According to Jeff, John Thropp was highly regarded for his expertise in rebuilding, setting-up and the high performance tuning of the early Pontiac Tri-power and Fuel Injection systems. Jeff recalled that whenever John attended a Pontiac event he was constantly in demand by the other Pontiac owners who would seek John’s advice on their Tri-power and F.I. issues. Jeff also purchased some F.I. parts from John, some of which may have been used on Jeff’s 1957 Bonneville that was at the 30 millionth Pontiac celebration, but Jeff still has most of the parts he obtained from John and intends to use them on his current 1957 Bonneville restoration project.

John Thropp was a member of POCI and also a member of the Safari Chapter. According to the chapter briefs section of the October 1982 issue of Smoke Signals magazine, a new Safari chapter officer for 1983 was chapter vice president John Thropp. John also had quite a career as a drag racer and was runner up in Stock Eliminator at the 1969 Dallas World Finals driving a F.I. Pontiac. The tow vehicle for the race car was a Safari.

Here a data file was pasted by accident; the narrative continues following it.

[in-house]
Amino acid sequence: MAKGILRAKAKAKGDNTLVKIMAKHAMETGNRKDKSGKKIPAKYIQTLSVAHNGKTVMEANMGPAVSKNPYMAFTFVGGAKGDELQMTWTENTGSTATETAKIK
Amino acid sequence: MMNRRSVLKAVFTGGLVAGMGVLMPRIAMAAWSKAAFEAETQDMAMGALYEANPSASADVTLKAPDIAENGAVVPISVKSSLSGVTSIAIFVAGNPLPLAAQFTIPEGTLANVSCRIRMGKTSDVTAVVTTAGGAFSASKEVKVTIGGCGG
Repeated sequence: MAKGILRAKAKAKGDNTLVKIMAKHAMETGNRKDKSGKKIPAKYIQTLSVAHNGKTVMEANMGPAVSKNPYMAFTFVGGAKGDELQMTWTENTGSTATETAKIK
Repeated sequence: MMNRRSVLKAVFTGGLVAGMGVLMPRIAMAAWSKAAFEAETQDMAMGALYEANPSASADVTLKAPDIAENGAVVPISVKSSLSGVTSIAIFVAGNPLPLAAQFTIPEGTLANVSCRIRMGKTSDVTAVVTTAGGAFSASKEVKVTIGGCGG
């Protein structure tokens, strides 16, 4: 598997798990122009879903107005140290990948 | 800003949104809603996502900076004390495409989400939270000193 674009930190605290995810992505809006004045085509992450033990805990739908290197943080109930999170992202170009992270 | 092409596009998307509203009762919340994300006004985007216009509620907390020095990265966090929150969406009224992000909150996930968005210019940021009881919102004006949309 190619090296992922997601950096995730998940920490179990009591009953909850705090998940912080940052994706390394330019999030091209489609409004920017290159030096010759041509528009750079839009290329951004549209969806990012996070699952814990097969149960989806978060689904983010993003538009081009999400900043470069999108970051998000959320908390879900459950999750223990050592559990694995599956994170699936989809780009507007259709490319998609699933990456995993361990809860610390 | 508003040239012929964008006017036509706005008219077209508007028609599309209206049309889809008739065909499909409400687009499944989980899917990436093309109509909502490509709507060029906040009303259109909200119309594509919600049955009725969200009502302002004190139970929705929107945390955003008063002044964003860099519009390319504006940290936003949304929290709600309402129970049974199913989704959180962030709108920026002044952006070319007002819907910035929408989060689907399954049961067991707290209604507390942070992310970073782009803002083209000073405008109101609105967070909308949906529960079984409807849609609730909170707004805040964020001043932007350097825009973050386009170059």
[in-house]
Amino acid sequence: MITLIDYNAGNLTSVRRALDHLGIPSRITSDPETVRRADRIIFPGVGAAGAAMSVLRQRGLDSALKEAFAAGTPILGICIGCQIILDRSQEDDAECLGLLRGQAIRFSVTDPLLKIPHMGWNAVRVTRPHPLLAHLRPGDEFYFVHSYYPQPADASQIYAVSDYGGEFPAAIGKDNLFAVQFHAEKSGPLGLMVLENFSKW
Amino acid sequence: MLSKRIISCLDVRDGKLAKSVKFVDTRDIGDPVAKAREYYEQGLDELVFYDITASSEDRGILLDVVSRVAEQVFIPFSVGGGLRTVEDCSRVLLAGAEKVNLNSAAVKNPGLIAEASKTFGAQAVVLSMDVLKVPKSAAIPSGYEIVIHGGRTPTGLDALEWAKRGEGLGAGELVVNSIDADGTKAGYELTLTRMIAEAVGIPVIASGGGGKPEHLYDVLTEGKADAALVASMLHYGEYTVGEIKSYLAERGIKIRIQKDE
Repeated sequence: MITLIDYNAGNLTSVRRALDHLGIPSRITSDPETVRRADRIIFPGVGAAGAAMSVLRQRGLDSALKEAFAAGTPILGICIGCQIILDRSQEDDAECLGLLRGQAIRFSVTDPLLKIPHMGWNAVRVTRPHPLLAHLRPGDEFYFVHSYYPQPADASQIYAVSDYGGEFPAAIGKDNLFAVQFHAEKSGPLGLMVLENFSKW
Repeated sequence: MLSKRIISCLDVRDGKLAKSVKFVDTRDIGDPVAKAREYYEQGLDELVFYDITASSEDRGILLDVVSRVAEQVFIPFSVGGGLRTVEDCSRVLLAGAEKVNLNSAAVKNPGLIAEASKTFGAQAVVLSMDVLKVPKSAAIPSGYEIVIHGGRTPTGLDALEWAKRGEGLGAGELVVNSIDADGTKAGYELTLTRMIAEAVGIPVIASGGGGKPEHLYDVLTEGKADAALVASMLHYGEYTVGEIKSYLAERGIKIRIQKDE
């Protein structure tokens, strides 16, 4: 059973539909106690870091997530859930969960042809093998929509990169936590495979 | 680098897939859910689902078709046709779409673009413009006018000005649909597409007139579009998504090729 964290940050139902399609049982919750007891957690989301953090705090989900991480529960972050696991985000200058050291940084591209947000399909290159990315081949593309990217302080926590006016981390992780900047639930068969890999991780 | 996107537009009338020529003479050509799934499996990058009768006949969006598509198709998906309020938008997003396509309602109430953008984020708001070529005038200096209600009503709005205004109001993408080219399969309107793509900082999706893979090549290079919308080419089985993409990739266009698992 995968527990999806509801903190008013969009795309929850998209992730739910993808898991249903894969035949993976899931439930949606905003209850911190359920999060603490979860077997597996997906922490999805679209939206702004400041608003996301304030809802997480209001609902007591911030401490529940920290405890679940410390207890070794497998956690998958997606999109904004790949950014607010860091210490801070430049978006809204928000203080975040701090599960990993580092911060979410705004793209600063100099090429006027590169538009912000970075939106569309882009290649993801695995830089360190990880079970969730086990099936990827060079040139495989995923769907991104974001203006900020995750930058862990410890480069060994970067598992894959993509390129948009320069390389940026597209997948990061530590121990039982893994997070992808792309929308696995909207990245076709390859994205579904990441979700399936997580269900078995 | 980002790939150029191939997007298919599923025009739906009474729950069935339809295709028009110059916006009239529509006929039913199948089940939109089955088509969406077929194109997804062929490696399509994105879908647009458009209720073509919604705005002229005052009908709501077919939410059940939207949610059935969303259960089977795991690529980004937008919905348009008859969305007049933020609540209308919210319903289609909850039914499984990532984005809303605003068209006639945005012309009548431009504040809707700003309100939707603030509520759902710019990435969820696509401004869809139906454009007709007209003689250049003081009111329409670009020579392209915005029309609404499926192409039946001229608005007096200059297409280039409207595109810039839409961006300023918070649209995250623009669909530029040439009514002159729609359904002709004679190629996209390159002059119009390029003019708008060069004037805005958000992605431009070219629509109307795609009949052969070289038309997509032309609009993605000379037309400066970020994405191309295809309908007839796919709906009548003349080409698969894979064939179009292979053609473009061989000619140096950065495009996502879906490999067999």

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Sadly, John past away on November 18, 1994 and the following announcement appeared in the January 1995 issue of Smoke Signals.

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It seems appropriate then, that in 1994 at Springfield, Illinois at the last POCI national convention that John attended, he is credited with the white 1957 Bonneville that was awarded 1st place in class H-1 (the gray 1957 Bonneville of Glen Bappe was 2nd).

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The announcement regarding John’s passing mentions that he recently had worked on John Denlinger’s first place ’57 Bonneville, so I wonder if that was actually John Denlinger’s car at the convention, but with John Thropp getting credit for presenting it as thanks for his contribution to the car.

Mike Nixon
May 29th, 2010, 19:01
You just have to LOVE a 57 Bonnie in drag trim!

May 30th, 2010, 08:31
Very interesting story on John Thropp -

That must have been in the NHRA Junior Stock days?

Thanks for sharing!

June 8th, 2010, 00:46
Recently I talked with Muriel about her recollection of what it was like working at Wentzville in the early 1990's. This is what Muriel had to say.

“She Was There!”